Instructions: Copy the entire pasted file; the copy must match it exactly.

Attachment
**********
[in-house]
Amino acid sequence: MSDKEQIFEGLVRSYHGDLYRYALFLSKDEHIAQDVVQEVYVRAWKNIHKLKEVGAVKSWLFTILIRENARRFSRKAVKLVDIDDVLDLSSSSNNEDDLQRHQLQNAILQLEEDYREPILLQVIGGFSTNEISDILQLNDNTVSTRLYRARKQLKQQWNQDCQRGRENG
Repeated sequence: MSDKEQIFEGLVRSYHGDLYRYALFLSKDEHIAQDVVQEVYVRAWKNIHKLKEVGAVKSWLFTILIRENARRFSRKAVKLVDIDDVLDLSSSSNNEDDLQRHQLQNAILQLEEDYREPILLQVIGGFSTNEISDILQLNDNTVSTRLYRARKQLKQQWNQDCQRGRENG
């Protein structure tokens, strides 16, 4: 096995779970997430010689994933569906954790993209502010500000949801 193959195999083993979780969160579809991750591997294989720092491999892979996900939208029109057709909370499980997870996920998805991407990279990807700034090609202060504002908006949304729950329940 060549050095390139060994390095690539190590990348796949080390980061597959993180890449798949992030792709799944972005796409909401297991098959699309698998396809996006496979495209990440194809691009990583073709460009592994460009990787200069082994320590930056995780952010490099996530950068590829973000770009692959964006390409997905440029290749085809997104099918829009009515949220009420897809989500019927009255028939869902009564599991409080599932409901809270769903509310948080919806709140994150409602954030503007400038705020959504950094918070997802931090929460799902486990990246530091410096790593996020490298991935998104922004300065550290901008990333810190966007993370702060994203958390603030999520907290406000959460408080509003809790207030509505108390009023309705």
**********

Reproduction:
[in-house]
Amino acid sequence: MSDKEQIFEGLVRSYHGDLYRYALFLSKDEHIAQDVVQEVYVRAWKNIHKLKEVGAVKSWLFTILIRENARRFSRKAVKLVDIDDVLDLSSSSNNEDDLQRHQLQNAILQLEEDYREPILLQVIGGFSTNEISDILQLNDNTVSTRLYRARKQLKQQWNQDCQRGRENG
Repeated sequence: MSDKEQIFEGLVRSYHGDLYRYALFLSKDEHIAQDVVQEVYVRAWKNIHKLKEVGAVKSWLFTILIRENARRFSRKAVKLVDIDDVLDLSSSSNNEDDLQRHQLQNAILQLEEDYREPILLQVIGGFSTNEISDILQLNDNTVSTRLYRARKQLKQQWNQDCQRGRENG
């Protein structure tokens, strides 16, 4: 096995779970997430010689994933569906954790993209502010500000949801 193959195999083993979780969160579809991750591997294989720092491999892979996900939208029109057709909370499980997870996920998805991407990279990807700034090609202060504002908006949304729950329940 060549050095390139060994390095690539190590990348796949080390980061597959993180890449798949992030792709799944972005796409909401297991098959699309698998396809996006496979495209990440194809691009990583073709460009592994460009990787200069082994320590930056995780952010490099996530950068590829973000770009692959964006390409997905440029290749085809997104099918829009009515949220009420897809989500019927009255028939869902009564599991409080599932409901809270769903509310948080919806709140994150409602954030503007400038705020959504950094918070997802931090929460799902486990990246530091410096790593996020490298991935998104922004300065550290901008990333810190966007993370702060994203958390603030999520907290406000959460408080509003809790207030509505108390009023309705």